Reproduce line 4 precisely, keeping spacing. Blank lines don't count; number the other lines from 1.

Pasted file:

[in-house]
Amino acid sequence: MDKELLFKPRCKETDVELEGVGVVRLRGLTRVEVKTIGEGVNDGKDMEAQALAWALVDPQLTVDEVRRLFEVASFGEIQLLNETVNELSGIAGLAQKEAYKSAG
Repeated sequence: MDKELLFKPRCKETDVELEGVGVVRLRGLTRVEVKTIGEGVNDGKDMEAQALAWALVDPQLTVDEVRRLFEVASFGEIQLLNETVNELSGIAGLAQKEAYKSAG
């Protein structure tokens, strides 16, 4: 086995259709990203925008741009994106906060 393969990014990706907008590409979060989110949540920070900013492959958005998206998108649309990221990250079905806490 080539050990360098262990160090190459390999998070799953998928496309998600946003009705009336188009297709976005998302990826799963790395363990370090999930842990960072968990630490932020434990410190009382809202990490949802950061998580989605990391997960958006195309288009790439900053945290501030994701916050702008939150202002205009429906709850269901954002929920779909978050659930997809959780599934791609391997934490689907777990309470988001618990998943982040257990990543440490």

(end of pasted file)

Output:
């Protein structure tokens, strides 16, 4: 086995259709990203925008741009994106906060 393969990014990706907008590409979060989110949540920070900013492959958005998206998108649309990221990250079905806490 080539050990360098262990160090190459390999998070799953998928496309998600946003009705009336188009297709976005998302990826799963790395363990370090999930842990960072968990630490932020434990410190009382809202990490949802950061998580989605990391997960958006195309288009790439900053945290501030994701916050702008939150202002205009429906709850269901954002929920779909978050659930997809959780599934791609391997934490689907777990309470988001618990998943982040257990990543440490």